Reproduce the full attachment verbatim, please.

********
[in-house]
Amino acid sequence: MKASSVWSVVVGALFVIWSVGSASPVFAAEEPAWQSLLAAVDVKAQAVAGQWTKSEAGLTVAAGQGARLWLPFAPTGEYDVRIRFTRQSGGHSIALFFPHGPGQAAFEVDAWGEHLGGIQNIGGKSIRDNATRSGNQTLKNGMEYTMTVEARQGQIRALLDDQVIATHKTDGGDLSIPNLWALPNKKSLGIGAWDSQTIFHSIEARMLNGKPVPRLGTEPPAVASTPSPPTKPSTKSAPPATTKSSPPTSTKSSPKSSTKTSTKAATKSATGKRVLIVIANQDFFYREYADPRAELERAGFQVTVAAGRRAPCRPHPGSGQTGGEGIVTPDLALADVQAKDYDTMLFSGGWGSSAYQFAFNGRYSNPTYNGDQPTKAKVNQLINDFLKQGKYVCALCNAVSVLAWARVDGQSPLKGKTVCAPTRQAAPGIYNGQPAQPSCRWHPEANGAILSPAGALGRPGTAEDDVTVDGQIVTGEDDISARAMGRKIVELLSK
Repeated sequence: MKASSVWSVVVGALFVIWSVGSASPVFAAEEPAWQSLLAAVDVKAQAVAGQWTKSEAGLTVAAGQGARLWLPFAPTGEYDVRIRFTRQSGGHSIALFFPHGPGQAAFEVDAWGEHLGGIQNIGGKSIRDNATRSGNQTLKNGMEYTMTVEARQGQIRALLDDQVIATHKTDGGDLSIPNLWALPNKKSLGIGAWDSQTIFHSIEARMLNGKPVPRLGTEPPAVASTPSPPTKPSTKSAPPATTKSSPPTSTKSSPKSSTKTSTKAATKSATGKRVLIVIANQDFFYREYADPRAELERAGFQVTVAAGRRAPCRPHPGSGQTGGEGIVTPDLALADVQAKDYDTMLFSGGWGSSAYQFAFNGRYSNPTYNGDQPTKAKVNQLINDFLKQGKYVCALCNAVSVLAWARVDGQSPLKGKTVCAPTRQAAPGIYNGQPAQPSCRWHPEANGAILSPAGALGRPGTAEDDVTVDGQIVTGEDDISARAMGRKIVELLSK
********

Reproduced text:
[in-house]
Amino acid sequence: MKASSVWSVVVGALFVIWSVGSASPVFAAEEPAWQSLLAAVDVKAQAVAGQWTKSEAGLTVAAGQGARLWLPFAPTGEYDVRIRFTRQSGGHSIALFFPHGPGQAAFEVDAWGEHLGGIQNIGGKSIRDNATRSGNQTLKNGMEYTMTVEARQGQIRALLDDQVIATHKTDGGDLSIPNLWALPNKKSLGIGAWDSQTIFHSIEARMLNGKPVPRLGTEPPAVASTPSPPTKPSTKSAPPATTKSSPPTSTKSSPKSSTKTSTKAATKSATGKRVLIVIANQDFFYREYADPRAELERAGFQVTVAAGRRAPCRPHPGSGQTGGEGIVTPDLALADVQAKDYDTMLFSGGWGSSAYQFAFNGRYSNPTYNGDQPTKAKVNQLINDFLKQGKYVCALCNAVSVLAWARVDGQSPLKGKTVCAPTRQAAPGIYNGQPAQPSCRWHPEANGAILSPAGALGRPGTAEDDVTVDGQIVTGEDDISARAMGRKIVELLSK
Repeated sequence: MKASSVWSVVVGALFVIWSVGSASPVFAAEEPAWQSLLAAVDVKAQAVAGQWTKSEAGLTVAAGQGARLWLPFAPTGEYDVRIRFTRQSGGHSIALFFPHGPGQAAFEVDAWGEHLGGIQNIGGKSIRDNATRSGNQTLKNGMEYTMTVEARQGQIRALLDDQVIATHKTDGGDLSIPNLWALPNKKSLGIGAWDSQTIFHSIEARMLNGKPVPRLGTEPPAVASTPSPPTKPSTKSAPPATTKSSPPTSTKSSPKSSTKTSTKAATKSATGKRVLIVIANQDFFYREYADPRAELERAGFQVTVAAGRRAPCRPHPGSGQTGGEGIVTPDLALADVQAKDYDTMLFSGGWGSSAYQFAFNGRYSNPTYNGDQPTKAKVNQLINDFLKQGKYVCALCNAVSVLAWARVDGQSPLKGKTVCAPTRQAAPGIYNGQPAQPSCRWHPEANGAILSPAGALGRPGTAEDDVTVDGQIVTGEDDISARAMGRKIVELLSK